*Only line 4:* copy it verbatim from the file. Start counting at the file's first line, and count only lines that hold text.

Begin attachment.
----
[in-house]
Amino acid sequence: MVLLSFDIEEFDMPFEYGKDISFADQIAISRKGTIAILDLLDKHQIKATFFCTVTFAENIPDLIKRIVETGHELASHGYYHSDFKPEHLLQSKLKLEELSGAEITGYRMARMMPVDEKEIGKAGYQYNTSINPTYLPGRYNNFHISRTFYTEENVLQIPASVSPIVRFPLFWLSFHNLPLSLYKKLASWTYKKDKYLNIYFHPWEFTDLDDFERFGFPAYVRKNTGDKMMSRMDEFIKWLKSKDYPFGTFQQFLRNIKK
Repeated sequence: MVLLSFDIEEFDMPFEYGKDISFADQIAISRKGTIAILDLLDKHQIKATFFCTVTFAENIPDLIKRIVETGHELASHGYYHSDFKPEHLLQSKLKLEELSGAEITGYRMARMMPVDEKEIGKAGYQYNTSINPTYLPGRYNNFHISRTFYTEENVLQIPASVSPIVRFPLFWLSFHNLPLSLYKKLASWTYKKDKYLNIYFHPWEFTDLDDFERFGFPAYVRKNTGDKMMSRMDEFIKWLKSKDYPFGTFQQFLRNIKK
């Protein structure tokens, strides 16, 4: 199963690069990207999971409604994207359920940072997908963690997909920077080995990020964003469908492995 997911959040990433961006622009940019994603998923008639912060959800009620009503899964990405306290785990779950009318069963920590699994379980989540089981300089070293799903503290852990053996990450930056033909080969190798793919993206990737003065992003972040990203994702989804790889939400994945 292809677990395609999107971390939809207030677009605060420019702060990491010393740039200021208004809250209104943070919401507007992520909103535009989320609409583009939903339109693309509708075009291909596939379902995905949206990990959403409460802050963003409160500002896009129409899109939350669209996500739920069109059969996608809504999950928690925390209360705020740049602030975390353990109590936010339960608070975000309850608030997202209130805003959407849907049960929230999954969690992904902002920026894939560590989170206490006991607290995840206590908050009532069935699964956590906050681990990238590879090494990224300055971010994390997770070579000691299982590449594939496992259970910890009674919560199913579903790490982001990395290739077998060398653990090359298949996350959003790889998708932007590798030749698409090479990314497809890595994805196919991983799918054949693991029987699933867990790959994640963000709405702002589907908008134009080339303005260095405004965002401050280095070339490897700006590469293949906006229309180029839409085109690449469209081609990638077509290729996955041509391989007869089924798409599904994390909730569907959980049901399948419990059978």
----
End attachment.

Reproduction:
């Protein structure tokens, strides 16, 4: 199963690069990207999971409604994207359920940072997908963690997909920077080995990020964003469908492995 997911959040990433961006622009940019994603998923008639912060959800009620009503899964990405306290785990779950009318069963920590699994379980989540089981300089070293799903503290852990053996990450930056033909080969190798793919993206990737003065992003972040990203994702989804790889939400994945 292809677990395609999107971390939809207030677009605060420019702060990491010393740039200021208004809250209104943070919401507007992520909103535009989320609409583009939903339109693309509708075009291909596939379902995905949206990990959403409460802050963003409160500002896009129409899109939350669209996500739920069109059969996608809504999950928690925390209360705020740049602030975390353990109590936010339960608070975000309850608030997202209130805003959407849907049960929230999954969690992904902002920026894939560590989170206490006991607290995840206590908050009532069935699964956590906050681990990238590879090494990224300055971010994390997770070579000691299982590449594939496992259970910890009674919560199913579903790490982001990395290739077998060398653990090359298949996350959003790889998708932007590798030749698409090479990314497809890595994805196919991983799918054949693991029987699933867990790959994640963000709405702002589907908008134009080339303005260095405004965002401050280095070339490897700006590469293949906006229309180029839409085109690449469209081609990638077509290729996955041509391989007869089924798409599904994390909730569907959980049901399948419990059978």